Is Opposition to Israel Losing Its Hold on the Arab World?

Reflecting on recent travels in Lebanon and Israel, Andrew Doran explains why Arab hostility toward the Jewish state is beginning to crumble:

First, since the Arab Spring, regional leaders came to see that their people are not so easily manipulated by scapegoating resistance narratives that project domestic problems onto a distant and somewhat abstract enemy. Anti-Zionist ideology has been a useful governing tactic, but it’s done little to address the real challenges of urbanization, unemployment, economic modernization, education, food security, and access to water.

Second, it’s nearly impossible to hide from citizens the economic success of Israel’s pluralistic society and democratic spirit. Every country that develops trade with the tiny Jewish startup nation enjoys material benefits. And those that punish their citizens for contact with Israeli markets necessarily stagnate.

The third reason is sheer exhaustion. Arab nationalism and Islamism have failed. People want competent administration, not perpetual conflict. . . . The people of the Middle East see the rest of the world passing them by—and now, with the Abraham Accords, they see states in the region coming to terms with Israel’s existence.

Read more at The Hill

More about: Abraham Accords, Lebanon, US-Israel relations

While Israel Is Distracted on Two Fronts, Iran Is on the Verge of Building Nuclear Weapons

Iran recently announced its plans to install over 1,000 new advanced centrifuges at its Fordow nuclear facility. Once they are up and running, the Institute for Science and International Security assesses, Fordow will be able to produce enough highly enriched uranium for three nuclear bombs in a mere ten days. The U.S. has remained indifferent. Jacob Nagel writes:

For more than two decades, Iran has continued its efforts to enhance its nuclear-weapons capability—mainly by enriching uranium—causing Israel and the world to concentrate on the fissile material. The International Atomic Energy Agency recently confirmed that Iran has a huge stockpile of uranium enriched to 60 percent, as well as more enriched to 20 percent, and the IAEA board of governors adopted the E3 (France, Germany, UK) proposed resolution to censure Iran for the violations and lack of cooperation with the agency. The Biden administration tried to block it, but joined the resolution when it understood its efforts to block it had failed.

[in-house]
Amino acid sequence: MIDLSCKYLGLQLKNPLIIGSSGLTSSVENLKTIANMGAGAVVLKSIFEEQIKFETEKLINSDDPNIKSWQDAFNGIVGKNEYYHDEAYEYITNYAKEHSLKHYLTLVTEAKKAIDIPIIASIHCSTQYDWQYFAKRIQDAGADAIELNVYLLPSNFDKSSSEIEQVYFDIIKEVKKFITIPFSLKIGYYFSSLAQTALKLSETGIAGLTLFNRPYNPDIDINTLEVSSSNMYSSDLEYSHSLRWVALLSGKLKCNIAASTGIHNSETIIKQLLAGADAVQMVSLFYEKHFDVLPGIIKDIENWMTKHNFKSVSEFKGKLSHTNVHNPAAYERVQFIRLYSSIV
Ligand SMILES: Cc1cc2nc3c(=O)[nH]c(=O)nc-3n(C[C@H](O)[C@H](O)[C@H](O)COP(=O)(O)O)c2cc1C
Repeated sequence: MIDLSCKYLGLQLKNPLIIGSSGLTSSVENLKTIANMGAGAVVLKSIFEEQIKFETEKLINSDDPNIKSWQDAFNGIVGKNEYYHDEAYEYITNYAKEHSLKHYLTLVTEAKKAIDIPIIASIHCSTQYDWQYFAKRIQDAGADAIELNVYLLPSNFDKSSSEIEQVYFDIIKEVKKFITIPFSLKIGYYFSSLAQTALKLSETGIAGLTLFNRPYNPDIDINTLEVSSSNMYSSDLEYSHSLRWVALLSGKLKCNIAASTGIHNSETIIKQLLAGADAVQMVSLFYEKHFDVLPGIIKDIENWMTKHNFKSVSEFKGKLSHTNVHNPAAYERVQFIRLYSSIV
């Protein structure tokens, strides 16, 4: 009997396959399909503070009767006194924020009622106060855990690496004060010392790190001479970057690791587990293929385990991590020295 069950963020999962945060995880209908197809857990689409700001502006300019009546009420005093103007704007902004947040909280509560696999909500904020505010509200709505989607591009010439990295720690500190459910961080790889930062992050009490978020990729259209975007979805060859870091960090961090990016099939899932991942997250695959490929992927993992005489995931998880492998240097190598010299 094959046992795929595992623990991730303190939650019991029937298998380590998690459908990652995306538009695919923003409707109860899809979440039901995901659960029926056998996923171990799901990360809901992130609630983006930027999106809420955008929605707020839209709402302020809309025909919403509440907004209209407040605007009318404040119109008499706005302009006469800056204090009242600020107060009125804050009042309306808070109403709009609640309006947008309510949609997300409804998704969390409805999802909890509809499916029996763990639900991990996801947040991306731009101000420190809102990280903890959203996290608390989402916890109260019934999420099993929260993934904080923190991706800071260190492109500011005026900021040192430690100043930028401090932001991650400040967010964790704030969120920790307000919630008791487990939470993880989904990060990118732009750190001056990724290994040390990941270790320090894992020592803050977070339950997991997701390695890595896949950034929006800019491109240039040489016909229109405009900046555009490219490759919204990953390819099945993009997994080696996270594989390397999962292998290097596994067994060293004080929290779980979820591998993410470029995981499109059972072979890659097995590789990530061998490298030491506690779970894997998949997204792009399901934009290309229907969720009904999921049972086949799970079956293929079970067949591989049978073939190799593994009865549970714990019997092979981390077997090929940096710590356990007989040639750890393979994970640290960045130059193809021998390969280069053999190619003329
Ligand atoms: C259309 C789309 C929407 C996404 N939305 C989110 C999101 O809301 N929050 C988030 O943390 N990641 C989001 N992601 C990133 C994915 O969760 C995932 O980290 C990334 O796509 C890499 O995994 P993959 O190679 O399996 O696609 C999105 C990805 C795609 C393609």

To clarify, enrichment of uranium above 20 percent is unnecessary for most civilian purposes, and transforming 20-percent-enriched uranium to the 90-percent-enriched product necessary for producing weapons is a relatively small step. Washington’s reluctance even to express concern about this development appears to stem from an unwillingness to acknowledge the failures of President Obama’s nuclear policy. Worse, writes Nagel, it is turning a blind eye to efforts at weaponization. But Israel has no such luxury:

Israel must adopt a totally new approach, concentrating mainly on two main efforts: [halting] Iran’s weaponization actions and weakening the regime hoping it will lead to its replacement. Israel should continue the fight against Iran’s enrichment facilities (especially against the new deep underground facility being built near Natanz) and uranium stockpiles, but it should not be the only goal, and for sure not the priority.

The biggest danger threatening Israel’s existence remains the nuclear program. It would be better to confront this threat with Washington, but Israel also must be fully prepared to do it alone.

Read more at Ynet

More about: Iran nuclear program, Israeli Security, Joseph Biden, U.S. Foreign policy